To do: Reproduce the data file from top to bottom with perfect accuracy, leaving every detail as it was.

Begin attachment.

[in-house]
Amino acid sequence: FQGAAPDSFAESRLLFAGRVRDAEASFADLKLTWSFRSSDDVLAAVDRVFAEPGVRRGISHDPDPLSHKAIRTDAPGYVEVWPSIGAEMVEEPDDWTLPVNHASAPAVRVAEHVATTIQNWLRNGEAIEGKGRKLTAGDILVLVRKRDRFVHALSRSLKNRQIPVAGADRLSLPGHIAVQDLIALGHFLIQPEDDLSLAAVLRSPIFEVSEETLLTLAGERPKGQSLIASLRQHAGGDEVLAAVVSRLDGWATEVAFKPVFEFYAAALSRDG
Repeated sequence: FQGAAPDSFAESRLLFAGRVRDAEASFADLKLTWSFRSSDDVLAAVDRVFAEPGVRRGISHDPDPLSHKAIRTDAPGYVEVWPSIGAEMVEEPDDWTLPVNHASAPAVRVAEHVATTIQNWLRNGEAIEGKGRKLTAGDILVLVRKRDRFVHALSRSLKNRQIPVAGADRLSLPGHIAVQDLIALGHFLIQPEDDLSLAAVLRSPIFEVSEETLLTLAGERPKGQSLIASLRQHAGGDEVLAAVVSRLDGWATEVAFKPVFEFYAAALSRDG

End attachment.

[in-house]
Amino acid sequence: FQGAAPDSFAESRLLFAGRVRDAEASFADLKLTWSFRSSDDVLAAVDRVFAEPGVRRGISHDPDPLSHKAIRTDAPGYVEVWPSIGAEMVEEPDDWTLPVNHASAPAVRVAEHVATTIQNWLRNGEAIEGKGRKLTAGDILVLVRKRDRFVHALSRSLKNRQIPVAGADRLSLPGHIAVQDLIALGHFLIQPEDDLSLAAVLRSPIFEVSEETLLTLAGERPKGQSLIASLRQHAGGDEVLAAVVSRLDGWATEVAFKPVFEFYAAALSRDG
Repeated sequence: FQGAAPDSFAESRLLFAGRVRDAEASFADLKLTWSFRSSDDVLAAVDRVFAEPGVRRGISHDPDPLSHKAIRTDAPGYVEVWPSIGAEMVEEPDDWTLPVNHASAPAVRVAEHVATTIQNWLRNGEAIEGKGRKLTAGDILVLVRKRDRFVHALSRSLKNRQIPVAGADRLSLPGHIAVQDLIALGHFLIQPEDDLSLAAVLRSPIFEVSEETLLTLAGERPKGQSLIASLRQHAGGDEVLAAVVSRLDGWATEVAFKPVFEFYAAALSRDG